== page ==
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Category: New Questions

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Photography Question 
Joni Earley
BetterPhoto Member

member since: 8/6/2005
 

Lighting for Model's Portfolio


My son's girlfriend has asked me to do some head shots of her for a modeling portfolio she's putting together. I have no special lighting equipment and wonder if anyone could give me any ideas on how/where to do this shoot and what type of background to use? My camera is a Nikon D70, and I do have a tripod.

5/7/2008 1:09:45 AM

 
W. 

member since: 9/25/2006
  Hi Joni,
The tripod is good! Use a window as your main light source to light your subject from one side, and fill/soften/open up the shadows with a D-I-Y reflector on the opposite side of the subject. Experiment with it, placing it closer or further away.
Choose an empty wall as background, at least 4/5 feet behind the subject. Shoot Raw, so that you can adjust exposure after the fact in Photoshop, and shoot as many frames as you can.
Have fun!

5/7/2008 6:05:02 AM

 
Joni Earley
BetterPhoto Member

member since: 8/6/2005
  Wow! Thanks for the quick reply to my question! Great advice and I will definitely try what you suggest! I always shoot in Raw so that's a given. What sort of materials could be used as a reflector that one would have around the house?

5/7/2008 7:29:08 AM

 
Alan N. Marcus

member since: 3/4/2006
  Hi Joni,
No fancy lighting equipment is needed to take great portraits in a home setting. However, studio lighting makes everything far more convenient. You can make do with window lighting and reflectors. Reflectors can be foam-core insulation purchased at Home Depot or cardboard covered with aluminum foil.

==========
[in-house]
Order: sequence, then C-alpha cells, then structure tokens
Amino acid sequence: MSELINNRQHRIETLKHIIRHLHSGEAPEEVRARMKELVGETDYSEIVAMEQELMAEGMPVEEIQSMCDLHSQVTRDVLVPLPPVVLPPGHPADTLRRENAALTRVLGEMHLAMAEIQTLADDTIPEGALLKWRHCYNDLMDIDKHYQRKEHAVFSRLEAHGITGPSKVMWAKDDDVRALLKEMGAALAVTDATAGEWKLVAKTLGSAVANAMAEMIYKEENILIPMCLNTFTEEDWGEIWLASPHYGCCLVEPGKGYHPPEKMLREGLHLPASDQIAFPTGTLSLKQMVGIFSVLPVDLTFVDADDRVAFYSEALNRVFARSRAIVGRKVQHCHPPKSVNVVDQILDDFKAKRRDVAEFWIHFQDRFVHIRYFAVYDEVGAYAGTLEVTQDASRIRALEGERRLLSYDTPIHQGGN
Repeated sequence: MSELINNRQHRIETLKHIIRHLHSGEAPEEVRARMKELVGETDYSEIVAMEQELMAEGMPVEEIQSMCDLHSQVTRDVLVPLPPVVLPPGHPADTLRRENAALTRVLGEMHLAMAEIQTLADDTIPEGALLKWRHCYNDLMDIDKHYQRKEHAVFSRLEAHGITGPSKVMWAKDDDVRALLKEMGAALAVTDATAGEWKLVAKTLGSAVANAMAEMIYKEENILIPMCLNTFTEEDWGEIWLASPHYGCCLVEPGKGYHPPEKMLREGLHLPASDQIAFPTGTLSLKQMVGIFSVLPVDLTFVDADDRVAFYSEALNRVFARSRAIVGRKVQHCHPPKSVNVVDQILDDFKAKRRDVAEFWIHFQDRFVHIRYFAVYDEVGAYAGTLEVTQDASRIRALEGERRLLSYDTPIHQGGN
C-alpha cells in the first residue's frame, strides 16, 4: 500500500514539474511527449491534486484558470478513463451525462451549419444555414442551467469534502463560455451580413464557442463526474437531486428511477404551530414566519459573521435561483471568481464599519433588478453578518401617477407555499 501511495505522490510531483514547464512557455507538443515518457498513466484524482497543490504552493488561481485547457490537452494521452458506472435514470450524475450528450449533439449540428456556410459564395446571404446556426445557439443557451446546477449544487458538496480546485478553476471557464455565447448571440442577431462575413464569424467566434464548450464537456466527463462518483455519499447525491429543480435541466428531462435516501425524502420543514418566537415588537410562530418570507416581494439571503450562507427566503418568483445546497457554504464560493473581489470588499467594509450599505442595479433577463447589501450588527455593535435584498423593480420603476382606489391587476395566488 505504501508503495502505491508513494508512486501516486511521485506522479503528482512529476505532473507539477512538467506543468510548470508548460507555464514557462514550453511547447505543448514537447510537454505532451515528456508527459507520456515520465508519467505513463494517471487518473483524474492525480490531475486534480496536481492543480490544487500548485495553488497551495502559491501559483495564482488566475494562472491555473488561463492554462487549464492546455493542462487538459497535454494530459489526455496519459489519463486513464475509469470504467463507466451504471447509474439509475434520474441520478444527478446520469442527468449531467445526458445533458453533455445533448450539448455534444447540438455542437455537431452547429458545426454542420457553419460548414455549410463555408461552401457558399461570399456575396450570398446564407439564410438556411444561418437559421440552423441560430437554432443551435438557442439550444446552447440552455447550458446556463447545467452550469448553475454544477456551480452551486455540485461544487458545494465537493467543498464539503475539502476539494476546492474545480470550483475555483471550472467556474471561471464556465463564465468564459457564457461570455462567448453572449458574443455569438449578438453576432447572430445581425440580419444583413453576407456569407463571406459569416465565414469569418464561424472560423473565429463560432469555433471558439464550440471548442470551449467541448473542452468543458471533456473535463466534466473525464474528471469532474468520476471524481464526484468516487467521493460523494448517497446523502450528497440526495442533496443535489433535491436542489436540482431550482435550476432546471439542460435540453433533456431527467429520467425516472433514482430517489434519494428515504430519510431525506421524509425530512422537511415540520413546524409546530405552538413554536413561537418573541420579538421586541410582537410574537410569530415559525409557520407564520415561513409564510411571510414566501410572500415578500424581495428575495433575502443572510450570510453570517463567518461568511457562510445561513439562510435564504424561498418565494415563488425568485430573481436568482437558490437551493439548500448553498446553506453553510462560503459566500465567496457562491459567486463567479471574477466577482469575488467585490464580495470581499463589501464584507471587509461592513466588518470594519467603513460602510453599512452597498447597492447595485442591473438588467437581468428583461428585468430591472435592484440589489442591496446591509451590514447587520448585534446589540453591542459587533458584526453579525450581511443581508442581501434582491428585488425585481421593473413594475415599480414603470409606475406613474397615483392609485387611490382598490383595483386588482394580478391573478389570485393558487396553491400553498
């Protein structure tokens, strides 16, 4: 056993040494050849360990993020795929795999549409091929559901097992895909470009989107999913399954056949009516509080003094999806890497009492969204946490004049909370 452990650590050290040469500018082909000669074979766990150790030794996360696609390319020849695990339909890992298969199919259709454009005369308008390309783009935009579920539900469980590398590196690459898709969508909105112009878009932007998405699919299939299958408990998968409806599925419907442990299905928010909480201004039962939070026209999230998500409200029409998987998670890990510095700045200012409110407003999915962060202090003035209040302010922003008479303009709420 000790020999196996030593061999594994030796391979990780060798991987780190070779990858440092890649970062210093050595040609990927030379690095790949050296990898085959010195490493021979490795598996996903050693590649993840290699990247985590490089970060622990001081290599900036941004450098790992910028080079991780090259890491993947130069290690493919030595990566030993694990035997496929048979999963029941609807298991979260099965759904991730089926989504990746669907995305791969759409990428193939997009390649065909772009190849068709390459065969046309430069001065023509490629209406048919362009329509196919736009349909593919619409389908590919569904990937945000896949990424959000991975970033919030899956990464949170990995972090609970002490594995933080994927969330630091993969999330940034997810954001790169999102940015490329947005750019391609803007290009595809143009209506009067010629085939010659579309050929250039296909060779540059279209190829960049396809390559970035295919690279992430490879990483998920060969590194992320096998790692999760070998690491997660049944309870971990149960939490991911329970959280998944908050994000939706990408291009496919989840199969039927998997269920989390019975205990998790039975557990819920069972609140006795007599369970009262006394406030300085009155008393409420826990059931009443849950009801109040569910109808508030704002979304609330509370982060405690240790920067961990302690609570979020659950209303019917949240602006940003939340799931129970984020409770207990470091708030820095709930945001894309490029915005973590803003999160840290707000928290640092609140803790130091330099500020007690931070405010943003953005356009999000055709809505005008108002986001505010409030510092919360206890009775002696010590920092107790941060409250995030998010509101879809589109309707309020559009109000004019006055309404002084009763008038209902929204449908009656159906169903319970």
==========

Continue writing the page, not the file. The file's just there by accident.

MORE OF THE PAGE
At Home Depot, you can buy several clamp-on lighting fixtures, with or without aluminum reflectors. I suggest the with-out reflector design with porcelain sockets. Buy several R-40 bulbs; these are indoor floods with built-in reflectors. You will need stands to clamp the fixtures on. With a little forethought, you can make do, clamping to doors and pole lamps and the like. Set one lamp high and off to the side to simulate midday sun. Place another close to the camera to act as a fill to soften shadows. Place another behind the subject aimed at the background.
For portraiture, focus on the eyes and use a large aperture like f/5.6. Large apertures yield shallow depth-of-field as this the convention for portraiture.
Because the learning curve is quite steep for indoor lighting, my advice is to shift the venue to an outdoor setting. Use parks with trees and fountains and gardens as your backdrop. Try to work on an overcast day or in the open in shade cast by a building or under the trees. Take along a couple of friends armed with sheets of foam-core. The idea is to use reflectors to fill shadows. You can also shoot near white walls, they serve as excellent reflectors.
As to focal length: Use a long lens. The D70 sports an imaging chip size APS-C. This format is 66% the size of the chip used in full frame models. The normal focal length for this camera is 30mm. likely you purchased with the 18-70mm zoom lens. Note that 30mm is about the center of the zoom range. This is true because when set to 30mm the view that results is considered "normal". Longer is brushing telephoto range and shorter the wide-angle range. For the type of work you described, you are advised to shoot at 70mm - i.e. maximum zoom. Best would be 75mm or longer but the advantage will be slight so donít go shopping unless these sessions become routine.